Nova Scotia

Cape Breton programs breaks down barriers for kids to learn sports

A new multi-sport program from Cape Breton University and the Cape Breton Regional Municipality aims to be accessible and teach kids how to play different sports, gain confidence and make friends.

'This is unprecedented access, getting the program out to communities,' says CBRM official

Kids learn to play different sports as part of Cape Breton University's multi-sport program. (Emily Latimer/CBC)

Swarms of kids dressed in bright orange T-shirts swung bats, kicked balls and volleyed big balloons inside Centre 200 in Sydney, N.S., on Tuesday as part of a program that aims to teach kids how to play different sports, gain confidence and make friends.

Dozens of children tried out baseball, volleyball and hockey as part of a multi-sport program created by Cape Breton University and the Cape Breton Regional Municipality.

Capers in the Community travels to towns within CBRM to teach kids how to play sports. The program is free, which helps break down access barriers.

Becky Hanna, lead coach and a former CBU soccer player, is a multi-sport athlete herself. As a kid, she played basketball, softball, tennis, volleyball and did gymnastics.

"I truly believe if I hadn't played multi-sport as a kid, then I wouldn't have excelled as much as I did in soccer," she said.

Becky Hanna is a lead coach with the program and former CBU soccer player. (Emily Latimer/CBC)

The skills she learned in other sports helped her on the soccer field.

"I had one of the biggest throw-ins in the league because of my upper body strength from gymnastics," she said. "And I had good footwork because of tennis, and I had good hand-eye co-ordination because of baseball."

Helps teach teamwork

Deano Morley, program co-ordinator, said sports is a powerful tool to teach teamwork and co-operation to kids.

"The multi-sport approach is a national best practice, and we believe that this is the first in Canada, taking this approach out to kids," Morley said.

Morley said teaching physical literacy and fundamental movement skills to children helps set them up for future success.

"If they want to go ride a bike, climb trees, go outside and be active, they have all the life skills to go and be active for life," he said.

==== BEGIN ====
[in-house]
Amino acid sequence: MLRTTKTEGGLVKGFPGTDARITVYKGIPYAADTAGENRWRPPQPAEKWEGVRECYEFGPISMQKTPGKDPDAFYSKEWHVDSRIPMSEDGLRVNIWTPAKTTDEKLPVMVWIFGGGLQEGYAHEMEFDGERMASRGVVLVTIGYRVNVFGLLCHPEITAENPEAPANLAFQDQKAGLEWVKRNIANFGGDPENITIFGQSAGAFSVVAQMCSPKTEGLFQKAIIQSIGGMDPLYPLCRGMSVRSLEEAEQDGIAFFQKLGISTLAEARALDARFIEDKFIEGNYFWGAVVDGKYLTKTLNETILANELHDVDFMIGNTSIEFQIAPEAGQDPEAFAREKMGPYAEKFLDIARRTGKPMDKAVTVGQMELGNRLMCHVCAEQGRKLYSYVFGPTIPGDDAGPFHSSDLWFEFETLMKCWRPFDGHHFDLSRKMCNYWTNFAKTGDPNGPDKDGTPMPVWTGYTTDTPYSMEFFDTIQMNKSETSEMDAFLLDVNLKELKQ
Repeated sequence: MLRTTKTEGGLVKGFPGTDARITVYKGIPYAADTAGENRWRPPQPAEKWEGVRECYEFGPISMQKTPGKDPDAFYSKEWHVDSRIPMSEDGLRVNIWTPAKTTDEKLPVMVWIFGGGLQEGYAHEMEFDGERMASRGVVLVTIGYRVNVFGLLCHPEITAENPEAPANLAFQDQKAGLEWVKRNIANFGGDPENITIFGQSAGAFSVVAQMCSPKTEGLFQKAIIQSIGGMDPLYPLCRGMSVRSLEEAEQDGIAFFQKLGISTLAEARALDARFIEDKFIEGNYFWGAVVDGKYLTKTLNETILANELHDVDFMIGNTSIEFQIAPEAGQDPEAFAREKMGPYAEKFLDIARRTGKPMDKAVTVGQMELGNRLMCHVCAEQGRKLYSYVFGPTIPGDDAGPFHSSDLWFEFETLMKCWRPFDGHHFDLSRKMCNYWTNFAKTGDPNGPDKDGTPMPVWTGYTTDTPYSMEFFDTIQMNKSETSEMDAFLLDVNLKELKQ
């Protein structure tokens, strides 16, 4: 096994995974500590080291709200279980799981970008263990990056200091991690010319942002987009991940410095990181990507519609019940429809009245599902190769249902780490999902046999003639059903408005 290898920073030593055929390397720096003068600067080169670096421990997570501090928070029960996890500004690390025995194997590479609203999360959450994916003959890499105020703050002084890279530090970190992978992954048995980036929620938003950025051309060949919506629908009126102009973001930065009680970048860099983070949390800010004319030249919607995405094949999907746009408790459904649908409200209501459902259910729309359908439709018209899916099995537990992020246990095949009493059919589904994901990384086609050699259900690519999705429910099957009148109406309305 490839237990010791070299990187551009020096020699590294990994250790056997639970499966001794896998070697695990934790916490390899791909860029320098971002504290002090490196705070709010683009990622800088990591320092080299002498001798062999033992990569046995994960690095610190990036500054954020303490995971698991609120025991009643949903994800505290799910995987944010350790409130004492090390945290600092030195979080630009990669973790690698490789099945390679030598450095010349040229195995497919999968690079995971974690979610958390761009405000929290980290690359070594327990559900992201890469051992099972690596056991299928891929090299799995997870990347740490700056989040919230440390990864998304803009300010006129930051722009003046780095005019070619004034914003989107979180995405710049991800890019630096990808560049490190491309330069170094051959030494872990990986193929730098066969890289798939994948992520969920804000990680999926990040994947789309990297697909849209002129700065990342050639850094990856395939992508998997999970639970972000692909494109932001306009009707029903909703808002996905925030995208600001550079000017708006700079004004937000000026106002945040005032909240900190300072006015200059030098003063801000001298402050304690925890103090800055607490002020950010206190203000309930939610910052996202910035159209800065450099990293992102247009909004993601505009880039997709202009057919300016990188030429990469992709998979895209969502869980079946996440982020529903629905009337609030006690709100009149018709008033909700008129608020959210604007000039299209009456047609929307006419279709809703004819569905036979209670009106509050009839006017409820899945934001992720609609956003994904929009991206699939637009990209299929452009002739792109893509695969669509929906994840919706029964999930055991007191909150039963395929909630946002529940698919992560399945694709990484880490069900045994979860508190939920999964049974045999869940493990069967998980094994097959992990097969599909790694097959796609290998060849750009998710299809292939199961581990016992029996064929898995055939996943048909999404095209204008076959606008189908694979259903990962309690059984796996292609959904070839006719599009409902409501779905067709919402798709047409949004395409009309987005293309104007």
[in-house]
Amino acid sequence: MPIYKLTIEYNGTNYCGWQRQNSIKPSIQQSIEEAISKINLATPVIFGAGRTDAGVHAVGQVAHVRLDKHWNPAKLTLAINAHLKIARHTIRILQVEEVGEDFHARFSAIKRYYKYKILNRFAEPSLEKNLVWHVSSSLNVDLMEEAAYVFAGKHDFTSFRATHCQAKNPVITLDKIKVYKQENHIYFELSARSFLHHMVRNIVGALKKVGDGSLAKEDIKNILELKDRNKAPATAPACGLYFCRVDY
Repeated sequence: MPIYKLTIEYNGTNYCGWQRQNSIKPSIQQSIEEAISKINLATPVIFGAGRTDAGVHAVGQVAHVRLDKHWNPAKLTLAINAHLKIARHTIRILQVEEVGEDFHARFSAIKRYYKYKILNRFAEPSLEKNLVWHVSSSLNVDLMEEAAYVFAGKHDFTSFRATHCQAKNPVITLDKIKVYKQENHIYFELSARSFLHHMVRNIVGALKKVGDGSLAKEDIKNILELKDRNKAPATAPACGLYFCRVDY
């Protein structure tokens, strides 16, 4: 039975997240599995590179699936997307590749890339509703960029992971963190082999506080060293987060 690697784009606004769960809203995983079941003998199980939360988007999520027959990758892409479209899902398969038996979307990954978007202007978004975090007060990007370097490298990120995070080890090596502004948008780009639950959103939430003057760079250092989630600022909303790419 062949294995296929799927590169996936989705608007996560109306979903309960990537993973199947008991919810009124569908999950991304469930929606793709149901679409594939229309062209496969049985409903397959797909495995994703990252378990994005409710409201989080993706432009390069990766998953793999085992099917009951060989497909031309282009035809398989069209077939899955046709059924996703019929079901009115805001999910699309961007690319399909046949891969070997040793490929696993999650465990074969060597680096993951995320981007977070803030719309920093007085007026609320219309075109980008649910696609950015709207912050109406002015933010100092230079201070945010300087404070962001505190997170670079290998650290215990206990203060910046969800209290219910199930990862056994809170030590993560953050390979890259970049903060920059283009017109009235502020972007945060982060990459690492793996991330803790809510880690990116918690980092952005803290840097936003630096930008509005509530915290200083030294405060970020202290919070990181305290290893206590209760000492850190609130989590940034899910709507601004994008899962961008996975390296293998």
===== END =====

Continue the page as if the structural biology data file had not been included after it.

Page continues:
Expansion hopes

The program employs 10 staff, two lead coaches and eight youth leaders in grades 11 and 12.

Kirk Durning is CBRM's manager of recreation. He estimates that more than 1,000 kids have accessed the program since it started running four weeks ago.

"This is unprecedented access, getting the program out to communities that don't typically see this type of program," Durning said.

Participants at the Capers in the Community program do a group cheer. (Emily Latimer/CBC)

The program is targeted toward children ages five to 12 who want to get active, build confidence and have fun.

So far, the program has travelled to Louisbourg, Glace Bay, New Waterford and Whitney Pier.

Morley hopes that eventually the program expands island-wide.


To encourage thoughtful and respectful conversations, first and last names will appear with each submission to CBC/Radio-Canada's online communities (except in children and youth-oriented communities). Pseudonyms will no longer be permitted.

By submitting a comment, you accept that CBC has the right to reproduce and publish that comment in whole or in part, in any manner CBC chooses. Please note that CBC does not endorse the opinions expressed in comments. Comments on this story are moderated according to our Submission Guidelines. Comments are welcome while open. We reserve the right to close comments at any time.

Become a CBC Member

Join the conversation  Create account

Already have an account?